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Potent drugs found in West Coast sewage threaten chinook, study reveals

cbc.ca logo cbc.ca 2018-08-06 Yvette Brend
a close up of a fish: A researcher holds a juvenile chinook salmon smolt from a Washington state estuary contaminated with sewage effluent. Seattle toxicologist James Meador found everything from antidepressants to amphetamines in developing fish. © Andrew Yeh A researcher holds a juvenile chinook salmon smolt from a Washington state estuary contaminated with sewage effluent. Seattle toxicologist James Meador found everything from antidepressants to amphetamines in developing fish.

A Seattle expert in environmental contaminants who has linked sewage flushes into Washington state estuaries to higher juvenile chinook salmon death rates suspects human drugs found in fish put them at risk.

James Meador of the National Oceanic and Atmospheric administration (NOAA) said he believes  pharmaceuticals found in the contaminated water — such as amphetamines and antidepressants — are in part to blame.

These drugs and chemicals pass through human digestive systems — and some are flushed directly down the toilet.

Meador tested fish from sewage-contaminated estuaries in Puget Sound on the northwestern coast of Washington.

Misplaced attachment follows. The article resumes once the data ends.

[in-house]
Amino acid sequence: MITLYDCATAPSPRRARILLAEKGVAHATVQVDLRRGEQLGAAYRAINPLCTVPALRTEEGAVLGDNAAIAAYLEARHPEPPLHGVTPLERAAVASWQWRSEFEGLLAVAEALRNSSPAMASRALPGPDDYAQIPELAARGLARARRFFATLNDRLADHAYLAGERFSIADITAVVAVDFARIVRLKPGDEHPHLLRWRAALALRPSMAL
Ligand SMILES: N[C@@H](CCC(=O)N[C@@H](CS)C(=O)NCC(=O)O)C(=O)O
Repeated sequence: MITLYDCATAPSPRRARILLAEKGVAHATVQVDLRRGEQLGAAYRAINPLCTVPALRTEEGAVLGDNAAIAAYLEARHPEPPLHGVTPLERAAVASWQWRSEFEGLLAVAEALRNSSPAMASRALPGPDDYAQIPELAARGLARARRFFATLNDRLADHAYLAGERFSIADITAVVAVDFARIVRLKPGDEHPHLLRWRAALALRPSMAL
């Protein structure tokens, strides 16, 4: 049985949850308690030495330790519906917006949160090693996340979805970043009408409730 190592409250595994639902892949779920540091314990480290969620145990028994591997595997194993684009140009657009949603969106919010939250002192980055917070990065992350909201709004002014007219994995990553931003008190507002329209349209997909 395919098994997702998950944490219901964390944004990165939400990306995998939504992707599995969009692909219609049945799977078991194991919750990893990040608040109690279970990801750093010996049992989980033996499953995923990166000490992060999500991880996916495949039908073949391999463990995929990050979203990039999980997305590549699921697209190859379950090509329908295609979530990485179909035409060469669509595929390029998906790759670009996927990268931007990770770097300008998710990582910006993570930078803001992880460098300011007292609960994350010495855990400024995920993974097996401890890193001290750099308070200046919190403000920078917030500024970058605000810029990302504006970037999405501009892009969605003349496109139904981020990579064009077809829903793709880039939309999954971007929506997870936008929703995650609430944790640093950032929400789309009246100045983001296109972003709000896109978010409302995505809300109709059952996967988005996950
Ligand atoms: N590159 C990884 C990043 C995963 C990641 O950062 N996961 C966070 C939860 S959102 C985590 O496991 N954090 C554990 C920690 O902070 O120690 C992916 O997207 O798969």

"The fact that we detected these powerful medicines in fish is surprising," he said.

Studied fish for 40 years

He tested 49 fish for 150 pharmaceuticals, personal care products and industrial chemicals.

a person sitting next to a body of water: A researcher uses a net with weights and buoys called a seine net to to gather fish for study at the Nisqually estuary in Puget Sound, Washington. © Andrew Yeh A researcher uses a net with weights and buoys called a seine net to to gather fish for study at the Nisqually estuary in Puget Sound, Washington.

He found 42 chemicals at elevated levels in fish — and 81 of the chemicals in effluent.

Meador has studied the effects of contaminants on fish for 40 years and believes the effluent harms chinook during a critical period in their development.

"We suspect [the chemicals] affect their physiology and behavior, which could cause them to grow slower and act oddly. Those factors mean they are more likely to get eaten by a predator," he said.

The 2018 study looked at 241 fish from three contaminated Puget Sound estuaries — bodies of water where rivers meet the sea — on the west coast of Washington state.

These include the Sinclair Inlet, the Puyallup River and the less contaminated Nisqually River.

He found drugs like antidepressants in fish tissue, and even more drugs in the water.

Chinook yearlings often grow in estuaries near shores, where contaminants that are rife in human sewage can concentrate. © U.S. Fish and Wildlife Service Chinook yearlings often grow in estuaries near shores, where contaminants that are rife in human sewage can concentrate.

Chinook yearlings often grow in estuaries near shores, where contaminants that are rife in human sewage can concentrate.